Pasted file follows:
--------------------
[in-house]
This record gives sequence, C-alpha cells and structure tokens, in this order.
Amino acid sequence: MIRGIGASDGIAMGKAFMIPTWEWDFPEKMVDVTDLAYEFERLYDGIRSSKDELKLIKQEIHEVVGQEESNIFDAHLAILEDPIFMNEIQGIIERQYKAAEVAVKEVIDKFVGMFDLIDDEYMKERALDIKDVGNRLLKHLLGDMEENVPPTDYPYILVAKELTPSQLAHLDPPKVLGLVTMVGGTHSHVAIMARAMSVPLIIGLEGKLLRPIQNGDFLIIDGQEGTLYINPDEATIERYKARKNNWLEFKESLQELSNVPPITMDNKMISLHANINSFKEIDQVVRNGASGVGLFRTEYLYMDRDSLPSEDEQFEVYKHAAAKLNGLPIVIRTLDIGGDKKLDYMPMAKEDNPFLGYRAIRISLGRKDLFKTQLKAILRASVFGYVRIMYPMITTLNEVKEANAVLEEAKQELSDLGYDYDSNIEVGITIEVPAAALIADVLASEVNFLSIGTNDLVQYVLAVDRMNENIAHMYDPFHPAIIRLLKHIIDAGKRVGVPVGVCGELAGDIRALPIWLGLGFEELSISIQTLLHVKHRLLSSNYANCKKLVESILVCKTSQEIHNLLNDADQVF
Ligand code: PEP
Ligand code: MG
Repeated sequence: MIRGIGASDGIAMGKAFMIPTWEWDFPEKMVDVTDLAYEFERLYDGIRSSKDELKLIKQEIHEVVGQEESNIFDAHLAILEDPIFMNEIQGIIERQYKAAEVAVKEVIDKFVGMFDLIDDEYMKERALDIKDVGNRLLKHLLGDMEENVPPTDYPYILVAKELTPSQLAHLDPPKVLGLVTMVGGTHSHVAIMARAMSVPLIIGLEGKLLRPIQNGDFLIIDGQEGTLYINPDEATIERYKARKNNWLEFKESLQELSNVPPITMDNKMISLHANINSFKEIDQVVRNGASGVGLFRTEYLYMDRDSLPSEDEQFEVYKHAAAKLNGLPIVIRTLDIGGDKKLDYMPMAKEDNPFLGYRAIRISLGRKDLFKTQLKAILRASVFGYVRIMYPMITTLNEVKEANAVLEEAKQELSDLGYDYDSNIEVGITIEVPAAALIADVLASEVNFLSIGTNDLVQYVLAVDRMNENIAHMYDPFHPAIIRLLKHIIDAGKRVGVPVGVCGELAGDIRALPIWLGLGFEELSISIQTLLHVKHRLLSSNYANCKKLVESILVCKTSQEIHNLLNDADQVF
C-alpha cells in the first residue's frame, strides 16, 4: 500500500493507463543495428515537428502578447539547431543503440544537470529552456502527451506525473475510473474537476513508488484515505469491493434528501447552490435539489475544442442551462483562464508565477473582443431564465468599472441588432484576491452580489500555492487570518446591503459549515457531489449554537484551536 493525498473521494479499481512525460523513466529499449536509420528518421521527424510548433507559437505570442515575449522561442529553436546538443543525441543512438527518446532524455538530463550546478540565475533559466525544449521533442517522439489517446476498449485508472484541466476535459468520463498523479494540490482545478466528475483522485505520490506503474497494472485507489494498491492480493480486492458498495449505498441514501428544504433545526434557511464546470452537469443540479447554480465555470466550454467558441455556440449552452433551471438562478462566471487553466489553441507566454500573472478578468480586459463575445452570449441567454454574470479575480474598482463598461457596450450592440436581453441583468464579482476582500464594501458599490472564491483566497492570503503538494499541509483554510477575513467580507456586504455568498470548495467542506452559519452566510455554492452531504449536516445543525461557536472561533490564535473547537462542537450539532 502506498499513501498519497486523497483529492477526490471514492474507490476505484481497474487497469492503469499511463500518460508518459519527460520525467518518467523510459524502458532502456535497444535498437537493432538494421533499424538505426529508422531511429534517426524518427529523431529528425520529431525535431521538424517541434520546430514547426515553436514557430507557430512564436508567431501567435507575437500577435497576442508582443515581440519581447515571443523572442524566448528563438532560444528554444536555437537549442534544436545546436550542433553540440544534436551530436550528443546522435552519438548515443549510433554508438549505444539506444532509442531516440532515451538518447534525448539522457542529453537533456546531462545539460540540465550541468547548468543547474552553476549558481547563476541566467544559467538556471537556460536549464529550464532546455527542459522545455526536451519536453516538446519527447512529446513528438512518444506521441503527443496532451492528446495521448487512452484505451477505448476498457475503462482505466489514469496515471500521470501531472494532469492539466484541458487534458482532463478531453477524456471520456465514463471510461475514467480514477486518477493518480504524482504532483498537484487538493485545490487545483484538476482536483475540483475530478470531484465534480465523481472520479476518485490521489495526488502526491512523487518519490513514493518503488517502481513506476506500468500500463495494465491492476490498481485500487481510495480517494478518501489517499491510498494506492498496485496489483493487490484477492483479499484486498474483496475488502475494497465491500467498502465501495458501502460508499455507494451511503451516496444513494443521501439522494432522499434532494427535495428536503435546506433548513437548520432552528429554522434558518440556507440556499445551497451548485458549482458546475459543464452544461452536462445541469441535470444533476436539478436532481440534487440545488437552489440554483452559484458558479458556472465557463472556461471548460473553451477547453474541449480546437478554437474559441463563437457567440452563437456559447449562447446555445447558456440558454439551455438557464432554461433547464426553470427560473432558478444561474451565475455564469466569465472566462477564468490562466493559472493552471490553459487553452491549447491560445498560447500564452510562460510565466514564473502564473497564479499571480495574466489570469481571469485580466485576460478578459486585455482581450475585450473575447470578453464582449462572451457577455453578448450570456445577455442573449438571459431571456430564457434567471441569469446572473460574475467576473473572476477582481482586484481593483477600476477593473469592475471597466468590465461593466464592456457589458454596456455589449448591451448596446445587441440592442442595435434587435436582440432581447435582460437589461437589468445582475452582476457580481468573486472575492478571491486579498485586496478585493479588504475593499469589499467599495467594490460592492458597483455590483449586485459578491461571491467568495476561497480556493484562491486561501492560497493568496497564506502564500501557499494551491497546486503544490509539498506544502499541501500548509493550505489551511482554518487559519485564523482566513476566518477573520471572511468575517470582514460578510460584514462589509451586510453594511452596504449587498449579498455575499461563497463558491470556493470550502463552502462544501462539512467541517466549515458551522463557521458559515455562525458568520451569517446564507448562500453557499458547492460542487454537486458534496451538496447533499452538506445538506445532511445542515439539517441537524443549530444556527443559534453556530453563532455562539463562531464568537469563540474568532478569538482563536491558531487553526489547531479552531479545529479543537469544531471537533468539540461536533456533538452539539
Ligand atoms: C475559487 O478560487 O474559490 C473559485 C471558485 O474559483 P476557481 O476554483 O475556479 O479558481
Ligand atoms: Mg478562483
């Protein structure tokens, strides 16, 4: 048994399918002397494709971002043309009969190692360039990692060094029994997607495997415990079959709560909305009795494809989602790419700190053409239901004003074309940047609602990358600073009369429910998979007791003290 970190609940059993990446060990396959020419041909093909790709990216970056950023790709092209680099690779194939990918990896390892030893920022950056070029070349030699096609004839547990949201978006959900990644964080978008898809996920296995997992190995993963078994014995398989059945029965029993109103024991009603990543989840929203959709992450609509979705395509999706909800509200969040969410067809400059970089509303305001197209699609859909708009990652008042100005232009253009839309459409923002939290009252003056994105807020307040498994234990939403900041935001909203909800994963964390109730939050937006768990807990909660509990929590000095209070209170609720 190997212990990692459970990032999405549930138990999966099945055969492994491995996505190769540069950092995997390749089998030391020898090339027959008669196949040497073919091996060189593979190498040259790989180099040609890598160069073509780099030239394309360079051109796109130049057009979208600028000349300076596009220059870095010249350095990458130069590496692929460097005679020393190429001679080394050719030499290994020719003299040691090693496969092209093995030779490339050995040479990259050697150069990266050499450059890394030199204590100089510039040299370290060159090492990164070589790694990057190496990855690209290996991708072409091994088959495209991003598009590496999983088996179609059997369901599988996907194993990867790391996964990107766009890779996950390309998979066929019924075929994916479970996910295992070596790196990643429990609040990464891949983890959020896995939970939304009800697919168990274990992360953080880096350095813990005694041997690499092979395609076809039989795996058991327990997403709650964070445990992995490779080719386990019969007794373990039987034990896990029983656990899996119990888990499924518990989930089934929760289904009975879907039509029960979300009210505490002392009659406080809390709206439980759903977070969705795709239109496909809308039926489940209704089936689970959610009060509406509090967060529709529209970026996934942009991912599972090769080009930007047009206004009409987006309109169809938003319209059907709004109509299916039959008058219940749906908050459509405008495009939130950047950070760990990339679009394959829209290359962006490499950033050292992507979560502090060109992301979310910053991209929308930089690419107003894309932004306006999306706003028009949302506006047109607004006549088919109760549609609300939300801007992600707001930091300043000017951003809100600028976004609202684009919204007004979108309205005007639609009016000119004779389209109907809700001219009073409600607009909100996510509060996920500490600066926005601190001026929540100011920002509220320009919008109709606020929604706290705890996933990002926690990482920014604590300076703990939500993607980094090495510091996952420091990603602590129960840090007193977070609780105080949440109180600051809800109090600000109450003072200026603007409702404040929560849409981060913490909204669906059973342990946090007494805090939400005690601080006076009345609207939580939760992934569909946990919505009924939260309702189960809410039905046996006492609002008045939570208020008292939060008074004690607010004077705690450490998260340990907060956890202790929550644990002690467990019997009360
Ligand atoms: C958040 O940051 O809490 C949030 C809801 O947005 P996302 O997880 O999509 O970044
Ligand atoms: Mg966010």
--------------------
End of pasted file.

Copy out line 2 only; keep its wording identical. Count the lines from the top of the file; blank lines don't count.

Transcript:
This record gives sequence, C-alpha cells and structure tokens, in this order.